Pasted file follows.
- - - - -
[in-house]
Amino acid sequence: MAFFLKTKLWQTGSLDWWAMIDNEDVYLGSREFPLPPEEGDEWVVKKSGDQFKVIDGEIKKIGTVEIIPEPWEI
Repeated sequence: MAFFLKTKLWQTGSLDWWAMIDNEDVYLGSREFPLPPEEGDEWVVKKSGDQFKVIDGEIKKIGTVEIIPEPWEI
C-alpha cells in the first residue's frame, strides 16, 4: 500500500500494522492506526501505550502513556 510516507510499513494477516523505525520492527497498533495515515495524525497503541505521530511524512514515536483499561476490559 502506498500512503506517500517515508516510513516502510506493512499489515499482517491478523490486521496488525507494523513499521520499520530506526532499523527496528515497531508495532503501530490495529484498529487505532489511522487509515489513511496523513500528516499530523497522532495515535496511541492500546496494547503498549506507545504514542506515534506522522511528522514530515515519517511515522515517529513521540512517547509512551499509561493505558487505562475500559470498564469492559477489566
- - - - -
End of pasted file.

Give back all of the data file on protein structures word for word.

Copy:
[in-house]
Amino acid sequence: MAFFLKTKLWQTGSLDWWAMIDNEDVYLGSREFPLPPEEGDEWVVKKSGDQFKVIDGEIKKIGTVEIIPEPWEI
Repeated sequence: MAFFLKTKLWQTGSLDWWAMIDNEDVYLGSREFPLPPEEGDEWVVKKSGDQFKVIDGEIKKIGTVEIIPEPWEI
C-alpha cells in the first residue's frame, strides 16, 4: 500500500500494522492506526501505550502513556 510516507510499513494477516523505525520492527497498533495515515495524525497503541505521530511524512514515536483499561476490559 502506498500512503506517500517515508516510513516502510506493512499489515499482517491478523490486521496488525507494523513499521520499520530506526532499523527496528515497531508495532503501530490495529484498529487505532489511522487509515489513511496523513500528516499530523497522532495515535496511541492500546496494547503498549506507545504514542506515534506522522511528522514530515515519517511515522515517529513521540512517547509512551499509561493505558487505562475500559470498564469492559477489566